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Measuring Wind and Low-Relief Topographic Effects on Rainfall Distribution

Lentz, R.D. and Dowdy, R.H. and Rust, R.H. (1995) Measuring Wind and Low-Relief Topographic Effects on Rainfall Distribution. Applied Engineering in Agriculture. 11(2):241-248.


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Advances in agricultural technology are giving farmers the capability to selectively manage soils of smaller and smaller areal dimension, and the capacity to alter management practices on the go. Farmers need to better understand the nature of within-field variability if they are to adjust their management accordingly. We hypothesized that wind interacts with low-relief topographic features and significantly alters rainfall distribution in the landscape. To determine wind and topographic effects on rainfall distribution across agricultural landscapes, rainfall intensity measurements have typically been made in situ. Problems associated with this method involve finding appropriate field sites, observational uncertainties, and logistical complications. For a study of rain on low hills, we avoided such problems by using a full-sized replica of a hill. Design and construction of this hill model are described. The apparatus emulated the slope and summit components of a low hill, and summit elevation was adjustable [1 to 3 m (3 to 10 ft)]. It was equipped with wind speed and direction sensors, and tipping-bucket flow-gages that measured natural precipitation intercepted by catchments located on windward and leeward slope positions. It automatically maintained a windward orientation during precipitation events, thus increasing the number of relevant measurements obtained in a given season. Results, obtained over two field seasons, indicate that hydrological rainfall varied significantly across different portions of the hill model. On average, hill positions experiencing maximum intensity received 1.5x more rain than those positions with the least precipitation. The rainfall pattern differed, depending on meteorological rainfall (intensity measured on level ground beyond the hill model), incident wind speed, and hill-summit elevation. This study shows that rainfall can vary across landscapes that include low-relief topographic features. The amount of variation is large enough to influence crop or plant growth, and other soil processes.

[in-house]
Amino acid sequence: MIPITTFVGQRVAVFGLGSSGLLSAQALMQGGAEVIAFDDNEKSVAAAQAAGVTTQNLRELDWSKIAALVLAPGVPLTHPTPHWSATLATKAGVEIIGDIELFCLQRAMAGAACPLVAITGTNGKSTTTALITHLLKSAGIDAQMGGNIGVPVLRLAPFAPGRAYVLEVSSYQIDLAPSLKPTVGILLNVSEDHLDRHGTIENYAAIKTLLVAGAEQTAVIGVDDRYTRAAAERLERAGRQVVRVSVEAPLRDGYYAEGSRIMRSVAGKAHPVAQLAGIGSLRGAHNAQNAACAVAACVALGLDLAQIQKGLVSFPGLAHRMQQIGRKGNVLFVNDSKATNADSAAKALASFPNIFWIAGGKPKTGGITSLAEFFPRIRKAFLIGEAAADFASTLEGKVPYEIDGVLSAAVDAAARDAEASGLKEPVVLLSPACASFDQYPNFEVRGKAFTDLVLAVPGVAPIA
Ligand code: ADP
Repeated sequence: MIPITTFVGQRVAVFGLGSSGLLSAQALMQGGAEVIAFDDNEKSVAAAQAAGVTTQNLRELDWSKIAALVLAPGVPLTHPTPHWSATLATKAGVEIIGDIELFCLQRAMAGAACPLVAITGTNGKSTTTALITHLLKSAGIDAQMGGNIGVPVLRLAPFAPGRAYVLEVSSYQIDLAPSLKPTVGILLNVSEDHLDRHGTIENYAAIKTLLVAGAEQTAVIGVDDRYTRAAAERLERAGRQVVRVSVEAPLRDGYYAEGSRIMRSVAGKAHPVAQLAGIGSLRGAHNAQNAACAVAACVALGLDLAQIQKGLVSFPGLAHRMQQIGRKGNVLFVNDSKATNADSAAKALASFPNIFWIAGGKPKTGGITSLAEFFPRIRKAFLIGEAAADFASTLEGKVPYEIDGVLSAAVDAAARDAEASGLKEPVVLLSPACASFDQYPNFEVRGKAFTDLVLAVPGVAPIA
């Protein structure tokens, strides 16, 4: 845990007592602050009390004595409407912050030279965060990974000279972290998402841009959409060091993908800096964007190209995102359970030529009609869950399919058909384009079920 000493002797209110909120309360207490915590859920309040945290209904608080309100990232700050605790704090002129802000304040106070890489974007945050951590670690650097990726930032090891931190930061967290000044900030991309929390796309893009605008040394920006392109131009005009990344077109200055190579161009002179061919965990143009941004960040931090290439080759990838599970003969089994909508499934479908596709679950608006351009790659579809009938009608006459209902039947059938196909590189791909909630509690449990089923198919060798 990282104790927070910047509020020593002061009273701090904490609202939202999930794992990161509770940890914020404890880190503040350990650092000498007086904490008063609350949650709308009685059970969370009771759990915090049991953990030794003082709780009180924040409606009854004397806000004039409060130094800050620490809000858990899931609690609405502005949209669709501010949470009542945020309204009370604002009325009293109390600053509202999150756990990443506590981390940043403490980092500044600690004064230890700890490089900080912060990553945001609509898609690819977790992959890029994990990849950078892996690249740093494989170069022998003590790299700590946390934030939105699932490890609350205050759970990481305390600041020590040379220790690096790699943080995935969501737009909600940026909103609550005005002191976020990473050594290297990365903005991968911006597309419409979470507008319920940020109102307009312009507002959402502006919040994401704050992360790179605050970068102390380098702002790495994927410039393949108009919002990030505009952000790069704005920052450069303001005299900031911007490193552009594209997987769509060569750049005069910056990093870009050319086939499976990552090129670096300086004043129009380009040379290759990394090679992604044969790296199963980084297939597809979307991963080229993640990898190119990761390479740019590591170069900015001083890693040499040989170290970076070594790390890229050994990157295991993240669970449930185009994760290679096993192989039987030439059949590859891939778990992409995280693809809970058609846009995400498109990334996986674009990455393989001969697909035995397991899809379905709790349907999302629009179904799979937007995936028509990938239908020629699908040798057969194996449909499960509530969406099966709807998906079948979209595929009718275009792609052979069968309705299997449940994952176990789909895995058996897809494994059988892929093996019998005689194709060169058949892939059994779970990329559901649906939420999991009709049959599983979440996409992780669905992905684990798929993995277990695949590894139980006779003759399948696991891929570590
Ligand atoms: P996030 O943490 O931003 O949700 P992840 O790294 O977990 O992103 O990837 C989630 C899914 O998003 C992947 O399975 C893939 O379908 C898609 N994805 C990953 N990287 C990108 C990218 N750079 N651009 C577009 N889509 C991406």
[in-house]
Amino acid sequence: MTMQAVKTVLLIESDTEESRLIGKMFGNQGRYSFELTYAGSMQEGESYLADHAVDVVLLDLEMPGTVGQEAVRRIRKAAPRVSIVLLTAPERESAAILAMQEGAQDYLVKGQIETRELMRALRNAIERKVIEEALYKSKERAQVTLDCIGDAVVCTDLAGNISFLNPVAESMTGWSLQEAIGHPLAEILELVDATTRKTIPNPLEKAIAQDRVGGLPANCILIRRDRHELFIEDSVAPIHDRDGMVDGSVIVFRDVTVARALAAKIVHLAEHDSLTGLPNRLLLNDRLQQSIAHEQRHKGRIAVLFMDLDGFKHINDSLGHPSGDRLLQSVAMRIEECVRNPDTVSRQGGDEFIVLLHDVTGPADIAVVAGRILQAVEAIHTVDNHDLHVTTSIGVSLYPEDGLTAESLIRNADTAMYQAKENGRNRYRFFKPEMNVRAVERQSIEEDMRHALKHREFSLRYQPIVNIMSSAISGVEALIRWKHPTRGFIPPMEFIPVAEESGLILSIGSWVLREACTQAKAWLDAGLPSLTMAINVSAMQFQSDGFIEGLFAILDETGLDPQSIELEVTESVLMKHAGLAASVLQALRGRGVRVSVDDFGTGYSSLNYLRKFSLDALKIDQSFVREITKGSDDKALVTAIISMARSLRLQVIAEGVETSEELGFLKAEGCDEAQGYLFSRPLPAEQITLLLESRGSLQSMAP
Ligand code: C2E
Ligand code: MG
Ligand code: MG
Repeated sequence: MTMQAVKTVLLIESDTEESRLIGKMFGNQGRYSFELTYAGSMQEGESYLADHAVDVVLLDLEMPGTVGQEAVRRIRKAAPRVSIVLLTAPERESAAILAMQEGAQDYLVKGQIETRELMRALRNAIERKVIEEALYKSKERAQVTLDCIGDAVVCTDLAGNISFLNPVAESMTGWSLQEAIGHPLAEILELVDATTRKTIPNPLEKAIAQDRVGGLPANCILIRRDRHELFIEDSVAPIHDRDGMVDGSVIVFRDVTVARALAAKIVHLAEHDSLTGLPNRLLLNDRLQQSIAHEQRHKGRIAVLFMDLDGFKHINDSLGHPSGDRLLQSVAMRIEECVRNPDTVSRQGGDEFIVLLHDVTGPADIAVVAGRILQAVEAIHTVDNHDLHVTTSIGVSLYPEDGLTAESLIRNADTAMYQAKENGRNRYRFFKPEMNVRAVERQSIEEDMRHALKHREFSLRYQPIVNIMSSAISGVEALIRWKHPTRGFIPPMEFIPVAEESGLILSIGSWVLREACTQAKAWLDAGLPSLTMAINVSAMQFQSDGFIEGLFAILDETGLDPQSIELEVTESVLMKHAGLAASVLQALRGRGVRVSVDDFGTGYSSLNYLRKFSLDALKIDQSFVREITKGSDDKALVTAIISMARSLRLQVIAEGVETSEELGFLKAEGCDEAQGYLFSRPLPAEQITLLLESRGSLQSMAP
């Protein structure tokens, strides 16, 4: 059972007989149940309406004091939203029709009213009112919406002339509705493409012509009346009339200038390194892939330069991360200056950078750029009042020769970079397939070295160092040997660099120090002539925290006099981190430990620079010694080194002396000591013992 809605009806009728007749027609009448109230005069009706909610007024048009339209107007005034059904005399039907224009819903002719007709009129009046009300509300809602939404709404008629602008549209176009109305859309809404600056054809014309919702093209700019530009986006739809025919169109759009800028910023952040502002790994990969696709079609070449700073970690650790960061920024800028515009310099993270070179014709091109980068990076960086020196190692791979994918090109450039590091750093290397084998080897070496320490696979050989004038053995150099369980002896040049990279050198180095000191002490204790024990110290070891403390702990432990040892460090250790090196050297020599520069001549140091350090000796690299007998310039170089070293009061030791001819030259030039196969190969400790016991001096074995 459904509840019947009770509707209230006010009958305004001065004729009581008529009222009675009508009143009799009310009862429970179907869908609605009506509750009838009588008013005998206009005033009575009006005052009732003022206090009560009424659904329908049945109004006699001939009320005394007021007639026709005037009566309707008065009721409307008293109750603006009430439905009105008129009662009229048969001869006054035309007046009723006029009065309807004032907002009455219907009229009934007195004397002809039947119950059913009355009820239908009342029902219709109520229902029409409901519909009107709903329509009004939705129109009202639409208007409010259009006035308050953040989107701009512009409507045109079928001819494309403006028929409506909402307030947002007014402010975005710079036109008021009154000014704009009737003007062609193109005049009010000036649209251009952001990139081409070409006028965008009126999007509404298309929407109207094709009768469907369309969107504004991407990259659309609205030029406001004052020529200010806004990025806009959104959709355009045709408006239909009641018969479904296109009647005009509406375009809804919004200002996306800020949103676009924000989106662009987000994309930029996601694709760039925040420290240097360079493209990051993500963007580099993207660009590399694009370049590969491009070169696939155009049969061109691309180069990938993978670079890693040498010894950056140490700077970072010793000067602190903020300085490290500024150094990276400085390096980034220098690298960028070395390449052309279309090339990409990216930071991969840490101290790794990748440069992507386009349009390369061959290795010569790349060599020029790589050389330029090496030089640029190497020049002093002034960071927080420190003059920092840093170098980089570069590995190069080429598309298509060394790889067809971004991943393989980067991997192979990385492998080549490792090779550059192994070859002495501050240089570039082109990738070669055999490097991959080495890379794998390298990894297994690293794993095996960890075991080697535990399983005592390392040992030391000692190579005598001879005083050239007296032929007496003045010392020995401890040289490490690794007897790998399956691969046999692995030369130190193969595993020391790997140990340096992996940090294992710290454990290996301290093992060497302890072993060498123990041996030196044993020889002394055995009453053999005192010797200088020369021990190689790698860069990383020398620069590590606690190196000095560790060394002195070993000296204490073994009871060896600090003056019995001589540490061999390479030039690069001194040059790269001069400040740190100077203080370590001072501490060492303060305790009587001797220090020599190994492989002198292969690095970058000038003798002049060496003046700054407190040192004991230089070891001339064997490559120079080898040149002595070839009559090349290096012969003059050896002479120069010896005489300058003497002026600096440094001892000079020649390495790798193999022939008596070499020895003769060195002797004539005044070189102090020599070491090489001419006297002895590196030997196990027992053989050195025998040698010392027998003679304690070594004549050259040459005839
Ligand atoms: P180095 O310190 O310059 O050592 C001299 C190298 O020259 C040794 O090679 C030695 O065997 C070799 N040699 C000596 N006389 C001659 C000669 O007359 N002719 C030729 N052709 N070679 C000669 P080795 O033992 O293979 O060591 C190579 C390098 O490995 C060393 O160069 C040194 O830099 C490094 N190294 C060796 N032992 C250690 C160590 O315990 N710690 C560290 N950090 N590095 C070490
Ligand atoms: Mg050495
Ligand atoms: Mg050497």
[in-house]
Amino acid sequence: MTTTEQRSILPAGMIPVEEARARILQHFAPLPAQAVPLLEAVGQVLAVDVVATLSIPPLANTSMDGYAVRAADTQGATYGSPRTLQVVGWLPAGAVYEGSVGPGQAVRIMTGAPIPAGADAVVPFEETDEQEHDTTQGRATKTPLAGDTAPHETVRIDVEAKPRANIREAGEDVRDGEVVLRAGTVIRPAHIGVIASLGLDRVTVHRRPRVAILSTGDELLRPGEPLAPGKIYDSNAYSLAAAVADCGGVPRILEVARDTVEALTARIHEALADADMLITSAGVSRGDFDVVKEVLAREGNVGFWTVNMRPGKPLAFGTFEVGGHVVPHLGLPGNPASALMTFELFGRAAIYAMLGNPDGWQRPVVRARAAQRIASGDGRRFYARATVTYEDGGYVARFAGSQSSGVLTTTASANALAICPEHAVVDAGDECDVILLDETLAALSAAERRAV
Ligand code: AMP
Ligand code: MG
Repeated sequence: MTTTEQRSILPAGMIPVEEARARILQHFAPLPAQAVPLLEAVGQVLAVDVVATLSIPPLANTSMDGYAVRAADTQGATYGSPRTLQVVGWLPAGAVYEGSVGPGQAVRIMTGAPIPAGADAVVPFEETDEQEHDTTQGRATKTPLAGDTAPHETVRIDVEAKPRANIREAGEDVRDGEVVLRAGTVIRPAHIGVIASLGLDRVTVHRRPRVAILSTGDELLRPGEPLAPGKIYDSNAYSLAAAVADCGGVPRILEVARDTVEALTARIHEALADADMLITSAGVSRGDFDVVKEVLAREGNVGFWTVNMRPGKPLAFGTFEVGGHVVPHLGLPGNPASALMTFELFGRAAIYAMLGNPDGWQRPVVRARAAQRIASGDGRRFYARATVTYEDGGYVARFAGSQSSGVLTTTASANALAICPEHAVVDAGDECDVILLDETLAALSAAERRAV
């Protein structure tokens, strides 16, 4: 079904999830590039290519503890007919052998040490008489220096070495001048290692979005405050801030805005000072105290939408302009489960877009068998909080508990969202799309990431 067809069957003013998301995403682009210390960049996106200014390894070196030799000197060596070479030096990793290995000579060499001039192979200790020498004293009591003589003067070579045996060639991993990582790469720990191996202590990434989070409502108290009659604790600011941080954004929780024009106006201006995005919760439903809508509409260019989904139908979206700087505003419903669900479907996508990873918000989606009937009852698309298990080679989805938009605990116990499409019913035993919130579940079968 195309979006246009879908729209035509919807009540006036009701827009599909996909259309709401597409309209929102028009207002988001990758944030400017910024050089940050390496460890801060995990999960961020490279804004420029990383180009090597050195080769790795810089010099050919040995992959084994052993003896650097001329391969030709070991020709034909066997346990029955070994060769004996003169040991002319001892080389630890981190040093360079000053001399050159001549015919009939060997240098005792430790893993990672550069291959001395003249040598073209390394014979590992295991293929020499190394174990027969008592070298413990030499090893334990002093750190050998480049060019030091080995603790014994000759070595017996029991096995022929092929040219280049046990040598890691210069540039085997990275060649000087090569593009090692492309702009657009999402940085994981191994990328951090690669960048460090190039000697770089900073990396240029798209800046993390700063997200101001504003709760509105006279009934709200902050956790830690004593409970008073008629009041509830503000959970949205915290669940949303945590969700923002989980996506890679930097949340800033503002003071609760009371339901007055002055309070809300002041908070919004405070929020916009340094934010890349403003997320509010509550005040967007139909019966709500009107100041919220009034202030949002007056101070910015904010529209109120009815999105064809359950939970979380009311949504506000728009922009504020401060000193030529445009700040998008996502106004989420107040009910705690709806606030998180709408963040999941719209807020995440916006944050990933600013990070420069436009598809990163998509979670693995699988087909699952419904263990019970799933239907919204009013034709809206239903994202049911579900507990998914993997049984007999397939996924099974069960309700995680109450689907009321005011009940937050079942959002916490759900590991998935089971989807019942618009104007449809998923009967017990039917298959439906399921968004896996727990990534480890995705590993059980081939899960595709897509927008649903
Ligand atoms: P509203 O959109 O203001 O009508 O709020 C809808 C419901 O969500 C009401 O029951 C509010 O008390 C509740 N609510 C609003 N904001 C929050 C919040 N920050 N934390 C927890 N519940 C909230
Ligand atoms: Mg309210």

Item Type: Article
NWISRL Publication Number: 0866
Subjects: Mass Import - unclassified
Depositing User: Michelle Wayment
Date Deposited: 20 Nov 2010 21:54
Last Modified: 23 Nov 2016 18:44
Item ID: 641

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